The sheriff towered over me by more than his usual thirteen-inch advantage--not including his regulation trooper's hat. His chilly hazel eyes veered in Vida's direction before he answered the question. "I don't want to hear about anybody else's problems with letters. I've got my own, goddamnit, and I'm not in the mood for bullshit."
"I can see that," I said with a straight face. "Do you want to grab a cup of coffee and tell me about it, or would you rather stand here and implode?"
Milo looked in the direction of the coffeemaker and the pastry tray. "Are those the cinnamon rolls with pecans?"
Leo, who had made the morning run to the Upper Crust Bakery, made a little bow. "Half with, half without. Better hurry. Mitch already ate two of them."
Mitch chuckled. "I thought I put my name on all six."
"You could scarf those down and it'd never show," Leo said. "What's your secret, Laskey?"
"Born skinny," Mitch replied, waiting for the sheriff to make a move on our goodies stash. "Just plain dumb luck."
"Luck's luck," Leo said, pressing a hand against his slight paunch. "Too wide, too short. Bad combination."
The sheriff ignored the banter, but he went to the table, grabbed a pecan roll, and poured himself a mug of coffee. I returned to my office. "What now?" I asked as Milo settled into one of my two visitors' chairs.
"Here." He reached inside his jacket and took out three letter-sized envelopes. "See for yourself. Don't worry about fingerprints. There are too damned many to ID any one person."
The three white envelopes were all addressed by hand to Milo at his office. The postmarks were from Alpine, dated November 22, 23, and 26. There was no return address. The stamps were from the U.S. Postal Service's Cloudscape series. "Interesting," I murmured, carefully taking out the first single sheet of paper.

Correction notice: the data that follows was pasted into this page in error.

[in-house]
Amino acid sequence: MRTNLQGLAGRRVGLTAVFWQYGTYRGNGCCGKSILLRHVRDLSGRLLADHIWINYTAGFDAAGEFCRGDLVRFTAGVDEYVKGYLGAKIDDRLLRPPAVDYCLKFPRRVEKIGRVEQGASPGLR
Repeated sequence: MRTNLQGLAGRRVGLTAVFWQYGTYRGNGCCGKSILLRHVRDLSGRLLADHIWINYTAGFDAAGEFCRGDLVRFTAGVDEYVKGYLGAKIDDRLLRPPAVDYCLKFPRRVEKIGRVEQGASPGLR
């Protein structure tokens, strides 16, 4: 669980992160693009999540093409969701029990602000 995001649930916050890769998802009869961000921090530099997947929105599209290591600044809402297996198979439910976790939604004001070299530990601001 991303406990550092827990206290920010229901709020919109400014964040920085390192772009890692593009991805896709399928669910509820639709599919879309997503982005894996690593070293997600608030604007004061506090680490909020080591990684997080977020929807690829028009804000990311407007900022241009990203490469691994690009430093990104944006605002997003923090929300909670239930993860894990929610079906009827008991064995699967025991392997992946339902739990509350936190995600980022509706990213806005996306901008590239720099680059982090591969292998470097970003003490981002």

"What?" Milo asked impatiently.
"Most people use the plain stamps. Adam used to collect . . ." I stopped. The plain white sheet of paper had a brief printed message that had been applied with Scotch tape: "HISTORY REPEATS ITSELF. DIDN'T YOU LEARN FROM YOUR LAST MISTAKE?"
Milo had lighted a cigarette. "Well?"
"That's cryptic," I said. "What mistake?"
"Who knows?" He shrugged. "Where's the damned ashtray?"
"Oh." I opened the drawer where I kept the ashtray for smokers like Milo and Leo. "Here."
The sheriff put the cigarette down and took a big bite from his pecan roll. I read the second message, also typed and affixed to the page with Scotch tape. "WELL? HAVE I GOT YOUR ATTENTION?"
I grimaced. "This is weird, but it doesn't say much."
Milo wiped a crumb off his long chin. "Keep going."
The third message jolted me. "LARRY PETERSEN IS INNOCENT. SHOULDN'T YOU BE LOOKING FOR LINDA'S KILLER?"
I stared at the sheriff. "This is about the murder of Linda Petersen Lindahl ten years ago?"
"That what it says." Milo looked grim. "What makes it really weird is that Sam Heppner got an FYI call this morning from the state penitentiary in Walla Walla. Larry died of a heart attack Saturday around seven a.m."
I was stunned. "Are you sure the information was genuine?"
"Oh, yeah. I called the warden to confirm Larry's death."
"Does the family know?"
"What family?" Milo looked disgusted. "Larry's wife, JoAnne, moved away after he got arrested for killing his sister, Linda. Marv and Cathleen Petersen retired to Arizona, and the last I heard from Aunt Thelma, Marv had Alzheimer's."
I'd almost forgotten the family connection between the sheriff and the Petersens. Milo's aunt had married Elmer Petersen. Unlike his older brother, Marv, Elmer hadn't followed their late father and Bank of Alpine founder into the business. Instead, Elmer and Thelma had owned a modest farm until they sold the property and moved into the local retirement home.
From the Hardcover edition.